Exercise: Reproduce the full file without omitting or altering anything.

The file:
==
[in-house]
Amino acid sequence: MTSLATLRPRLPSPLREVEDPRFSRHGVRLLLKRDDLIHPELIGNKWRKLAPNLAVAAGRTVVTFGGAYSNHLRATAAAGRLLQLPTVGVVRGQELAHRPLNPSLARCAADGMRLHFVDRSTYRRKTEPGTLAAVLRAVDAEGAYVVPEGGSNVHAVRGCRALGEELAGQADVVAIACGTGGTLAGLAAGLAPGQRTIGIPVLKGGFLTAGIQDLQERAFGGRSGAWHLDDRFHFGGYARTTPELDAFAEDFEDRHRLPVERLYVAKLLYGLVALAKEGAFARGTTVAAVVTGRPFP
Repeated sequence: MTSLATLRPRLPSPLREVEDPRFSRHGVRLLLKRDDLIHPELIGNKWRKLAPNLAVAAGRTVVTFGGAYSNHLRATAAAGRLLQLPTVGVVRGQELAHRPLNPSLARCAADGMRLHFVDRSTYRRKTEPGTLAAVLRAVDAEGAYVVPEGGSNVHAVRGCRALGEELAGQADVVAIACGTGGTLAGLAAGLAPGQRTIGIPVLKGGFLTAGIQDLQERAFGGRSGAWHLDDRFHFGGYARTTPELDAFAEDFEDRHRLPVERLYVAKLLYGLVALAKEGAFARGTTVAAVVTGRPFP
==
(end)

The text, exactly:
[in-house]
Amino acid sequence: MTSLATLRPRLPSPLREVEDPRFSRHGVRLLLKRDDLIHPELIGNKWRKLAPNLAVAAGRTVVTFGGAYSNHLRATAAAGRLLQLPTVGVVRGQELAHRPLNPSLARCAADGMRLHFVDRSTYRRKTEPGTLAAVLRAVDAEGAYVVPEGGSNVHAVRGCRALGEELAGQADVVAIACGTGGTLAGLAAGLAPGQRTIGIPVLKGGFLTAGIQDLQERAFGGRSGAWHLDDRFHFGGYARTTPELDAFAEDFEDRHRLPVERLYVAKLLYGLVALAKEGAFARGTTVAAVVTGRPFP
Repeated sequence: MTSLATLRPRLPSPLREVEDPRFSRHGVRLLLKRDDLIHPELIGNKWRKLAPNLAVAAGRTVVTFGGAYSNHLRATAAAGRLLQLPTVGVVRGQELAHRPLNPSLARCAADGMRLHFVDRSTYRRKTEPGTLAAVLRAVDAEGAYVVPEGGSNVHAVRGCRALGEELAGQADVVAIACGTGGTLAGLAAGLAPGQRTIGIPVLKGGFLTAGIQDLQERAFGGRSGAWHLDDRFHFGGYARTTPELDAFAEDFEDRHRLPVERLYVAKLLYGLVALAKEGAFARGTTVAAVVTGRPFP